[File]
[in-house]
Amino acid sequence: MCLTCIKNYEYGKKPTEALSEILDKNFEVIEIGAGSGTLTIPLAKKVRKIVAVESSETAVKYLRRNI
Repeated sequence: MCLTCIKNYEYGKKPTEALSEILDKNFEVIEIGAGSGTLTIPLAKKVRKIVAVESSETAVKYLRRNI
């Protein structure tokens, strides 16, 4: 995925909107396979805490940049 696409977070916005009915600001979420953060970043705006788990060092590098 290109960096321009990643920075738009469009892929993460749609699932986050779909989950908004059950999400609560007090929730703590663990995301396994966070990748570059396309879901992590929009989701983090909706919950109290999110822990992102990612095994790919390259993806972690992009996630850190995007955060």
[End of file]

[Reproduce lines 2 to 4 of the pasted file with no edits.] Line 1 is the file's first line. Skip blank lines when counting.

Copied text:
Amino acid sequence: MCLTCIKNYEYGKKPTEALSEILDKNFEVIEIGAGSGTLTIPLAKKVRKIVAVESSETAVKYLRRNI
Repeated sequence: MCLTCIKNYEYGKKPTEALSEILDKNFEVIEIGAGSGTLTIPLAKKVRKIVAVESSETAVKYLRRNI
């Protein structure tokens, strides 16, 4: 995925909107396979805490940049 696409977070916005009915600001979420953060970043705006788990060092590098 290109960096321009990643920075738009469009892929993460749609699932986050779909989950908004059950999400609560007090929730703590663990995301396994966070990748570059396309879901992590929009989701983090909706919950109290999110822990992102990612095994790919390259993806972690992009996630850190995007955060």